company at the Konkola North copper
project in Zambia, and in copper/cobalt
in the Kalumines prospect in the DRC.

"Copper is a very good commodity to be
in and we are going to keep our eyes open
and try to expand in copper
as soon as possible," Wilkens
reiterates to Mining Weekly.

Metorex CEO Terence Goodlace says
company is going all out to lift copper
 production at Ruashi to a higher level.

"We have a plant that can do 180 t on
the hydrometallurgical circuit.
Ultimately, once the crushing circuit
has been fully commissioned - and that
should be towards the end
of the year - it will then be up to us
to see if we can feed this plant
1,44-million tons a year," Goodlace
tells Mining Weekly.

That will translate into a copper output
of between 40 000 t/y and 45 000 t/y
of copper and 3 500 t/y of cobalt,
from pre-recovery head grades
of 3,2% copper and 0,39% cobalt.

But the activities of these South African
companies are drops in the ocean
compared to the activities at
the huge copper mines in
South America, including Escondida,
in Chile, the world's largest.

Africa has largely lost out on copper,
after the halcyon days of
the Copperbelt was ended
largely by political uncertainty.

The view of several market analysts
is that China will provide the demand
in growth over the coming years
and that the mining challenge
will be the meeting of that demand.

Zambia's Mines Minister Maxwell Mwale
says BHP Billiton will soon start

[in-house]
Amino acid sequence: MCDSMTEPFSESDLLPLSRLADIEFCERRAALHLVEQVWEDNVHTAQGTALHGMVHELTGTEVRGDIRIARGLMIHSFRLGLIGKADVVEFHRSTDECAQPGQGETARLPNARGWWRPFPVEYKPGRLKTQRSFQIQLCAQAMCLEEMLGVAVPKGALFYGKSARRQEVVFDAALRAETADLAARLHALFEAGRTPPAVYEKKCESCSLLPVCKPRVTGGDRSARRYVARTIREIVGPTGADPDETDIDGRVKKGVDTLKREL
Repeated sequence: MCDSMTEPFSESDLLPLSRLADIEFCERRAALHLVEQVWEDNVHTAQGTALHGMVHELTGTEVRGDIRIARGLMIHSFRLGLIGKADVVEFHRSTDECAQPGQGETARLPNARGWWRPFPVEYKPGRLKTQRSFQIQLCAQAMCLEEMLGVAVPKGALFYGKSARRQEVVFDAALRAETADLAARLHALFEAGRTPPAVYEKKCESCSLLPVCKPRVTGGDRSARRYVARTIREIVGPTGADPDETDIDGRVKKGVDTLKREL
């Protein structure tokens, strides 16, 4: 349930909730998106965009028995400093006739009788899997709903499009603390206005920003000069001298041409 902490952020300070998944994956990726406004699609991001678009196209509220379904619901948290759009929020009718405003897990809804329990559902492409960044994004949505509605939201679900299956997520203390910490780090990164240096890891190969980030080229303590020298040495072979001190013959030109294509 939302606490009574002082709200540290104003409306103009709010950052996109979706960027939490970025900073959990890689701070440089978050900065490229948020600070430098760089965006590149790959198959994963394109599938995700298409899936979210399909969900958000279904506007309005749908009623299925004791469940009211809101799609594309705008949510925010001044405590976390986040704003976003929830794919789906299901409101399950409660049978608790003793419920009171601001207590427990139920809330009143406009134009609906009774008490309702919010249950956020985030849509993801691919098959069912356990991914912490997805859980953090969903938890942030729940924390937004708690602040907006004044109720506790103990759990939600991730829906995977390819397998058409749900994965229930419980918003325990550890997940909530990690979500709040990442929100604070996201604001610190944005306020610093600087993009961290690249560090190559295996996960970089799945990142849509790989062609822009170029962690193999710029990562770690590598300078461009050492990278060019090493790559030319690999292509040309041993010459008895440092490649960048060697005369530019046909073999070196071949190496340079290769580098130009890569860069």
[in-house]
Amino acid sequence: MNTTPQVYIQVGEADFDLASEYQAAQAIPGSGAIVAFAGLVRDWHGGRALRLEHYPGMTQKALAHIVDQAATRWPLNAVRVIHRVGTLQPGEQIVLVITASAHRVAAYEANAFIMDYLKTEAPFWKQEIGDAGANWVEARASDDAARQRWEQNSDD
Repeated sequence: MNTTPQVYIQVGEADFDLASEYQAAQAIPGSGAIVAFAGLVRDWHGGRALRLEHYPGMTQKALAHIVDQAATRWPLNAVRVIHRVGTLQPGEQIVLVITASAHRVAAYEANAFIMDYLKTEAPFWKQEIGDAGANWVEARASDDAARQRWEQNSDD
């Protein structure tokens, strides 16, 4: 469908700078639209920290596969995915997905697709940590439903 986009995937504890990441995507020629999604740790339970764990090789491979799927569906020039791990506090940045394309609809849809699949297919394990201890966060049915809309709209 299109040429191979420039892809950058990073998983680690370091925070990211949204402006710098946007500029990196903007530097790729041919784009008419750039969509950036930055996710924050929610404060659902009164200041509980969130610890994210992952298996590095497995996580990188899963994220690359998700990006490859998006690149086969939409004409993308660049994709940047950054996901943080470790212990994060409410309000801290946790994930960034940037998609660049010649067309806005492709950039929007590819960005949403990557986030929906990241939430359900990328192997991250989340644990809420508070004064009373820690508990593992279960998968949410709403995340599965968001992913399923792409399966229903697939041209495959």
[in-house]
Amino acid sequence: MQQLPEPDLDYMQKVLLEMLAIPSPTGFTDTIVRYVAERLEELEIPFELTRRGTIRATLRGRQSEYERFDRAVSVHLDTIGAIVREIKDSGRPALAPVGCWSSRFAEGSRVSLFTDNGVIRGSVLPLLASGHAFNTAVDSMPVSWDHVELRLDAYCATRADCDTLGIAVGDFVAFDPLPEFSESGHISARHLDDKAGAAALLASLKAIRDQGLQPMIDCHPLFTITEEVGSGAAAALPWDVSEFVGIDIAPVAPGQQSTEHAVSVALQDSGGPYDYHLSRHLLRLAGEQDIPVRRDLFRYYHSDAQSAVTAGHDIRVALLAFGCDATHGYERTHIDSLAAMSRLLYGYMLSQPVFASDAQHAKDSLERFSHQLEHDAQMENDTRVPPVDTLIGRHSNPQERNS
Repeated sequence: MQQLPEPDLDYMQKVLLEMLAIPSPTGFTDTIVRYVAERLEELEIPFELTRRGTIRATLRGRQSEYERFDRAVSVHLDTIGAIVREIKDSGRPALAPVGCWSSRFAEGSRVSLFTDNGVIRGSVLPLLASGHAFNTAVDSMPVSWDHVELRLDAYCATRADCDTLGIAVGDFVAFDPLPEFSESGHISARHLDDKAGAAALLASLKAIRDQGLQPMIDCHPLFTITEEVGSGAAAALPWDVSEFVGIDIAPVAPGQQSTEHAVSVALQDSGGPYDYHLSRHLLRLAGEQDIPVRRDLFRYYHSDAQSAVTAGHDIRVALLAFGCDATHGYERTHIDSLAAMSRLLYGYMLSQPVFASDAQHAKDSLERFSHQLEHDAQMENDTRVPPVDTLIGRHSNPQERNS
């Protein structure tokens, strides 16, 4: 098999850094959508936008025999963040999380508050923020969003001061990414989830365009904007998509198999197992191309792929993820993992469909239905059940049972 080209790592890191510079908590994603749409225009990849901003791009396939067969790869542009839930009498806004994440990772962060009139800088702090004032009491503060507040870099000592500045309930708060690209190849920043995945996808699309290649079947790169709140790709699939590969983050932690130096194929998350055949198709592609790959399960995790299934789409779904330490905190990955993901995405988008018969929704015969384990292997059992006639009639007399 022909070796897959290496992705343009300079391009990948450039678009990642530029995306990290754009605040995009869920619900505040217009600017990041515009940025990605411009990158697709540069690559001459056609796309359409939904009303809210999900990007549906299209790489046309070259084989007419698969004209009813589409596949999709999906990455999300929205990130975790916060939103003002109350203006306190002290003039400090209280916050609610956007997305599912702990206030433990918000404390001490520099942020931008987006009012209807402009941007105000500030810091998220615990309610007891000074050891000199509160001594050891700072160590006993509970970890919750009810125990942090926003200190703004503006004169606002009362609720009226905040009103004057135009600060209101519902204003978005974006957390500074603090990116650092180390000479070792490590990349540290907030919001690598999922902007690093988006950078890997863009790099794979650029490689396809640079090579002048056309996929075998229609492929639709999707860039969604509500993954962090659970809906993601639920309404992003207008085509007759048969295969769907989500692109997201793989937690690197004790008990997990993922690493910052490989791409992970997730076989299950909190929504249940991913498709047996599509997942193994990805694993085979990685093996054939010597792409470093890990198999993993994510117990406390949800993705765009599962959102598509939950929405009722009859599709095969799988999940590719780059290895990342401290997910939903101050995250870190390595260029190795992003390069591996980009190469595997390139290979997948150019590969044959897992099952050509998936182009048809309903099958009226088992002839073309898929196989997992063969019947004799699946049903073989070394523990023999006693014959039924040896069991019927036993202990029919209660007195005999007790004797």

exploring for copper in western Zambia,
using specialised equipment
to measure the magnetic properties of rocks.

"The use of the plane with modern
technology will enable easy identification,"
Mwale said.

Zambia says it will continue to
encourage mining companies
to venture into mineral exploration
and mining, but this is going to take time.

Meanwhile, it is being increasingly
reported is that the world will remain
short of copper for
in the medium-to-long term.

As a result, copper scrap is expected
to gain market share, Chinese demand
for imported copper cathode and
for imported copper concentrate
is expected to grow.

Reports already say that the increase
the demand for copper cathode
from China is substantial.

Martin forecasts an increase in demand
for copper cathode in China of 22%
in 2009 and a decrease of 8% from rest
of the world, giving a total global
increase for cathode demand in 2009 of 1%.

The three major drivers of Chinese
demand are seen as scrap replacement
by cathode; a restocking by
China's State Reserves Bureau (SRB),
fabricators and traders; strong domestic
Chinese consumer demand; and
infrastructure development,
driven partly by the
Chinese government's economic
stimulus package.

GFMS juxtaposes strong Chinese
consumption recovery with
slower mine production growth
in arriving at the 8 000 t 2010 deficit.

The consultancy expects the market
deficit to trigger additional investor
interest in the metal,
which will further boost prices.

GFMS expects the magnitude
of the copper deficit to grow
to 121 000 t in 2011
and 176 000 t in 2012.

"It should be noted that not all
of the inventory reduction will
take place on the London
Metal Exchange as we believe
that there has been a build up
of unreported inventories